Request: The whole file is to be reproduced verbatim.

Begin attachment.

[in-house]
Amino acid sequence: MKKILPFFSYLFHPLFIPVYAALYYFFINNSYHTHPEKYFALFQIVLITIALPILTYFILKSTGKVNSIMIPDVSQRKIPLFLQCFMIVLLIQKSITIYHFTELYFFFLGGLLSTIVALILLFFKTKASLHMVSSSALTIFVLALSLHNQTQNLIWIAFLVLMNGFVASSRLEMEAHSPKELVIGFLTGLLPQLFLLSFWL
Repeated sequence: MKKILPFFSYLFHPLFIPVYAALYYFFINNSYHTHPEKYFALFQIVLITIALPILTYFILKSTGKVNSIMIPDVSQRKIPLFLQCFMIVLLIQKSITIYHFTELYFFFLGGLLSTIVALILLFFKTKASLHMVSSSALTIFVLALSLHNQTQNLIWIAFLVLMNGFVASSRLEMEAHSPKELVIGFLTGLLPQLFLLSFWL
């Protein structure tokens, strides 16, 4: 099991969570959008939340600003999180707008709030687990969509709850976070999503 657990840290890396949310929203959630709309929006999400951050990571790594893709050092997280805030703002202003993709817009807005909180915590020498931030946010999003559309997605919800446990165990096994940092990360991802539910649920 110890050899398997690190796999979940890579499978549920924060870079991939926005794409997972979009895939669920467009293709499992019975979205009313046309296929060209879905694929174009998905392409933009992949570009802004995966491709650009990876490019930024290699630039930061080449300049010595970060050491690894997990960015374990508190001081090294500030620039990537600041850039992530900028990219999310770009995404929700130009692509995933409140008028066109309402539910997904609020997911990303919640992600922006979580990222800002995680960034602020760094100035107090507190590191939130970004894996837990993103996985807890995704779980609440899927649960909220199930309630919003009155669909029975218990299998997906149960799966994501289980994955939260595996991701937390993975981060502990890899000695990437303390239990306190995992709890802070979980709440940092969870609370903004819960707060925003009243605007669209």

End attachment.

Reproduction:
[in-house]
Amino acid sequence: MKKILPFFSYLFHPLFIPVYAALYYFFINNSYHTHPEKYFALFQIVLITIALPILTYFILKSTGKVNSIMIPDVSQRKIPLFLQCFMIVLLIQKSITIYHFTELYFFFLGGLLSTIVALILLFFKTKASLHMVSSSALTIFVLALSLHNQTQNLIWIAFLVLMNGFVASSRLEMEAHSPKELVIGFLTGLLPQLFLLSFWL
Repeated sequence: MKKILPFFSYLFHPLFIPVYAALYYFFINNSYHTHPEKYFALFQIVLITIALPILTYFILKSTGKVNSIMIPDVSQRKIPLFLQCFMIVLLIQKSITIYHFTELYFFFLGGLLSTIVALILLFFKTKASLHMVSSSALTIFVLALSLHNQTQNLIWIAFLVLMNGFVASSRLEMEAHSPKELVIGFLTGLLPQLFLLSFWL
């Protein structure tokens, strides 16, 4: 099991969570959008939340600003999180707008709030687990969509709850976070999503 657990840290890396949310929203959630709309929006999400951050990571790594893709050092997280805030703002202003993709817009807005909180915590020498931030946010999003559309997605919800446990165990096994940092990360991802539910649920 110890050899398997690190796999979940890579499978549920924060870079991939926005794409997972979009895939669920467009293709499992019975979205009313046309296929060209879905694929174009998905392409933009992949570009802004995966491709650009990876490019930024290699630039930061080449300049010595970060050491690894997990960015374990508190001081090294500030620039990537600041850039992530900028990219999310770009995404929700130009692509995933409140008028066109309402539910997904609020997911990303919640992600922006979580990222800002995680960034602020760094100035107090507190590191939130970004894996837990993103996985807890995704779980609440899927649960909220199930309630919003009155669909029975218990299998997906149960799966994501289980994955939260595996991701937390993975981060502990890899000695990437303390239990306190995992709890802070979980709440940092969870609370903004819960707060925003009243605007669209």